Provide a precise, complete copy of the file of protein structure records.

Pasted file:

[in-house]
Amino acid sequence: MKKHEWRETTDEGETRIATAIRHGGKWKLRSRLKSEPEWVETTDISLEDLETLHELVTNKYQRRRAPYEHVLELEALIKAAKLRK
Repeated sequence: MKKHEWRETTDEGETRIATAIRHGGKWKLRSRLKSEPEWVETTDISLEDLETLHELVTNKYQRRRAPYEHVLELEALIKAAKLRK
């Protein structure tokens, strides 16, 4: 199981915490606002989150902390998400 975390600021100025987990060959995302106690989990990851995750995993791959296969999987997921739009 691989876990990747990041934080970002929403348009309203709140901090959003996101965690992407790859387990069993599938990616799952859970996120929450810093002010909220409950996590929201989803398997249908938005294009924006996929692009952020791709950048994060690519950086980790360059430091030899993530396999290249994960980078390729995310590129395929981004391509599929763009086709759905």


[in-house]
Amino acid sequence: MKKHEWRETTDEGETRIATAIRHGGKWKLRSRLKSEPEWVETTDISLEDLETLHELVTNKYQRRRAPYEHVLELEALIKAAKLRK
Repeated sequence: MKKHEWRETTDEGETRIATAIRHGGKWKLRSRLKSEPEWVETTDISLEDLETLHELVTNKYQRRRAPYEHVLELEALIKAAKLRK
């Protein structure tokens, strides 16, 4: 199981915490606002989150902390998400 975390600021100025987990060959995302106690989990990851995750995993791959296969999987997921739009 691989876990990747990041934080970002929403348009309203709140901090959003996101965690992407790859387990069993599938990616799952859970996120929450810093002010909220409950996590929201989803398997249908938005294009924006996929692009952020791709950048994060690519950086980790360059430091030899993530396999290249994960980078390729995310590129395929981004391509599929763009086709759905």